CONTACT: DAVE PEDERSEN
283 Medical Laboratories
Iowa City IA 52242
(319) 335-8032; fax (319) 335-8034
State Health Registry of Iowa releases its 1998 cancer report
IOWA CITY, Iowa -- Cancer is second only to heart disease as a leading
cause of death in Iowa and will claim the lives of an estimated 6,350 Iowans
in 1998. This information is provided in an annual report issued by the
State Health Registry of Iowa, based at the University of Iowa College
Cancer in Iowa: 1998 is the Registry's latest report on new cancer cases
and cancer deaths in Iowa. The report notes that an estimated 14,000 new
cancer cases will be diagnosed in the state this year. More than 80 percent
of these new cancers will occur in people age 55 and older.
"Applying Iowa's 1995 census population of 2.84 million people
means that about five of every 1,000 Iowans will be newly diagnosed with
some type of cancer this year," says
Dr. Charles Lynch, UI associate professor of preventive medicine and
environmental health and medical director of the Iowa Cancer Registry.
Breast cancer, followed by cancers of the colon and rectum, lung, and
uterus will be the most common new cancer cases diagnosed in women this
year. For men, prostate cancer will be most commonly identified in 1998,
followed by lung cancer, colorectal cancer and non-Hodgkin's lymphoma.
Lung cancer will remain the leading cause of cancer death for men and
women in Iowa in 1998, the report states. The second leading cause of cancer
death for women will be breast cancer, and for men will be prostate cancer.
Colorectal cancer will be the third leading cause of cancer death for both
men and women. "Prostate, lung, colon and rectum, and female breast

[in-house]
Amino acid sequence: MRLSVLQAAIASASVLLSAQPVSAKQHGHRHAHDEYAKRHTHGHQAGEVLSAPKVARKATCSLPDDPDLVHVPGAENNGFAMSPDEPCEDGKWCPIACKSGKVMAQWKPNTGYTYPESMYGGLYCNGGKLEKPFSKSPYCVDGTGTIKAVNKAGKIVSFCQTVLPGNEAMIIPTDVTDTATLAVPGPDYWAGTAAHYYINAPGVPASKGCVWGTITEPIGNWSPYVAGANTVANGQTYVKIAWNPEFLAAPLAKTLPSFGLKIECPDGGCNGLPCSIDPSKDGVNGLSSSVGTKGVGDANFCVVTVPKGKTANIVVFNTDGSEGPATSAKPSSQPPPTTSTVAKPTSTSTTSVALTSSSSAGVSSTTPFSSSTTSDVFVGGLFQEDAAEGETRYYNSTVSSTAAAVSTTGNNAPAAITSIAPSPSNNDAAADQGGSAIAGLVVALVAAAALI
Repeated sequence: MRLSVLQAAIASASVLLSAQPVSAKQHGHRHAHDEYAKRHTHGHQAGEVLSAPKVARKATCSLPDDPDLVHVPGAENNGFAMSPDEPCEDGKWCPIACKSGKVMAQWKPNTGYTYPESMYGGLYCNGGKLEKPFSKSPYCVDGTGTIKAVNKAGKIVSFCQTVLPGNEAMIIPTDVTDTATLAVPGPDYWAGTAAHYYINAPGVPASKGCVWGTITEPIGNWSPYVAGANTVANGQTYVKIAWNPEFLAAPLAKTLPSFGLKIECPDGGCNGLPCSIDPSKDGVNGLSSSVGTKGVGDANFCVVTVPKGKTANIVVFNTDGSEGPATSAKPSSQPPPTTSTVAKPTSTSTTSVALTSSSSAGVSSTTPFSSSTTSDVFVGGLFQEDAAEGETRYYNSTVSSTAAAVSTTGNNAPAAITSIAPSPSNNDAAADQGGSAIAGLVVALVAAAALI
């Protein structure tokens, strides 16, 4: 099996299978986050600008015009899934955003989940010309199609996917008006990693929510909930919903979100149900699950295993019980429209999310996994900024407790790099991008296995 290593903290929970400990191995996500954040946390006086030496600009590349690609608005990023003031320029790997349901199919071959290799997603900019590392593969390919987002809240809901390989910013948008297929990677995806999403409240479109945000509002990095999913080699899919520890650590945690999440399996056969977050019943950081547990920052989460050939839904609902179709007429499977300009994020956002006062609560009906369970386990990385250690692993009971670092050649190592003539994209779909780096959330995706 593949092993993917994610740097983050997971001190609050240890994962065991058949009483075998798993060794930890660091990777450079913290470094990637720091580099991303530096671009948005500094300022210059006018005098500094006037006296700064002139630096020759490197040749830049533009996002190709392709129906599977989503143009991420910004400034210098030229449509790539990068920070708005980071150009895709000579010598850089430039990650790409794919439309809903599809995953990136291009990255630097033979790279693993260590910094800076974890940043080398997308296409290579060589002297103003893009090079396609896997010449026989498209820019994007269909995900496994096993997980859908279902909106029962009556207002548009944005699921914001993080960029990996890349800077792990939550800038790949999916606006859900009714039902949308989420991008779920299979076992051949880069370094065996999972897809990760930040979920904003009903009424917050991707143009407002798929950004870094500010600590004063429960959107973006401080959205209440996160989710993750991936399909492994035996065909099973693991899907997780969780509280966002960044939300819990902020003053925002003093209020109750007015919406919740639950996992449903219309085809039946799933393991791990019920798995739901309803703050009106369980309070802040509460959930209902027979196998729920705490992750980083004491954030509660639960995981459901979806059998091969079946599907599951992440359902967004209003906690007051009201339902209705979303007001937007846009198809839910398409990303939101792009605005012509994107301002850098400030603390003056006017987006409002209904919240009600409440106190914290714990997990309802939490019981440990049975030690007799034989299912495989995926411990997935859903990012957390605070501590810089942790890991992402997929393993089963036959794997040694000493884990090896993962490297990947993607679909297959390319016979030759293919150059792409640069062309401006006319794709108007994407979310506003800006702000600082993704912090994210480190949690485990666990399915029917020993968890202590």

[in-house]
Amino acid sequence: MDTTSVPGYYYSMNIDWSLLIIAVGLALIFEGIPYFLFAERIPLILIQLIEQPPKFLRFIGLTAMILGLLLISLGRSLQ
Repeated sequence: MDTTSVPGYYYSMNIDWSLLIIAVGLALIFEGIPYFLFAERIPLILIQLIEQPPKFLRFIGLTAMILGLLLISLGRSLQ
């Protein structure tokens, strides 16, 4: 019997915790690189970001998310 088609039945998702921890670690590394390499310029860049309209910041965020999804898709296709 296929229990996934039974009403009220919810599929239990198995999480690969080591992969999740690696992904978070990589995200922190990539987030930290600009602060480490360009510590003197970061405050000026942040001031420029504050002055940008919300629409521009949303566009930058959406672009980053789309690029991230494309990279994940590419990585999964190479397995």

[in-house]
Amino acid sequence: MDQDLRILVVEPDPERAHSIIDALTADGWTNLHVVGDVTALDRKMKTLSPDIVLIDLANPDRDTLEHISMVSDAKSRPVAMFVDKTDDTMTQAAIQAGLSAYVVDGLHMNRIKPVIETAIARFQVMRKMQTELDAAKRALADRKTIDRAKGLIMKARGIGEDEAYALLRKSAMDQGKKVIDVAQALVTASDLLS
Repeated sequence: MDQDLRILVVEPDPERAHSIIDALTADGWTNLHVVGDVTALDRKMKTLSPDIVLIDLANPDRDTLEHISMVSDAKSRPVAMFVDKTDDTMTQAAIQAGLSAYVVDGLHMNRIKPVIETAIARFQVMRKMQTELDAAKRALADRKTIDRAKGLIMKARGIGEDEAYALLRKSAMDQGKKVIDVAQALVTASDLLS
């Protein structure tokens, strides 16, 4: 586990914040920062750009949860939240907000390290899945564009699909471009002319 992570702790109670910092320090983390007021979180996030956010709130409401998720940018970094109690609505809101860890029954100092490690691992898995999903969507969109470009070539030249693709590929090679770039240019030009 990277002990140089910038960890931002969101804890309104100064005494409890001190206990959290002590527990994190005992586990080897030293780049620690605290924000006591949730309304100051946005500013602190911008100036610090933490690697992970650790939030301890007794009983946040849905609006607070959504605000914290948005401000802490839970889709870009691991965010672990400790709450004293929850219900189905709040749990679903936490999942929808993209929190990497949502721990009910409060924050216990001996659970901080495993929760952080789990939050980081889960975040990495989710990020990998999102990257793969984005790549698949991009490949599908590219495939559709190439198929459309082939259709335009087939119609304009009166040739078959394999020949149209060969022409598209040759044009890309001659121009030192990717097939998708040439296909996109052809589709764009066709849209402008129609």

cancers will account for more than half of all new cancers and cancer deaths
identified this year," Lynch says.
This year's report includes annual incidence and mortality rates for
breast, lung and prostate cancers among Iowa men and women from 1973-1995.
Rates for newly diagnosed breast cancers peaked in 1988, and the rates
for new prostate cancers peaked in 1992. These trends were due partly to
increased use of mammography and prostate-specific antigen testing, respectively,
which have led to increased detection of these cancers. Cancer death rates
from 1973-1995 for breast cancer and prostate cancer have remained fairly
steady, while female lung cancer mortality rates have been increasing since
1973. Male lung cancer mortality rates peaked in 1988 and have declined
erratically since then.
The report also features a section comparing the percent change in
rates from 1973-75 and 1993-1995 for new cancer cases and cancer deaths
by sex and type of cancer. Both sexes experienced decreases in incidence
and mortality for pancreatic and stomach cancers. Bladder cancer, and childhood
cancers as a group, had increases in incidence, but decreases in mortality.
Acute lymphocytic leukemia, the most common type of childhood cancer, also
showed an increase in incidence and a decrease in mortality. Increases
in both incidence and mortality were seen for cancers of the brain, esophagus,
kidney and renal pelvis, lung and bronchus, and non-Hodgkin's lymphoma.
Lynch notes that most of the incidence and mortality changes cited in this
section of the report are very similar to those reported for the entire
U.S. population by the National Cancer Institute (NCI).
"For cancer prevention and control efforts to be truly successful,
we would like to see decreasing rates for both incidence and mortality,"
Lynch says. "These data demonstrate that we are achieving this for
some cancer types, but not for others. Thus, there remains considerable
room for improvement."
The State Health Registry of Iowa has been recording the occurrence
of cancer in Iowa since 1973. It is one of 10 registries nationwide providing
data to the NCI. The Iowa data represents rural and midwestern populations
and provides information included in many NCI reports and publications.
EDITORS: Copies of Cancer in Iowa: 1998 are available. To request a copy,
contact the State Health Registry at (319) 335-8609.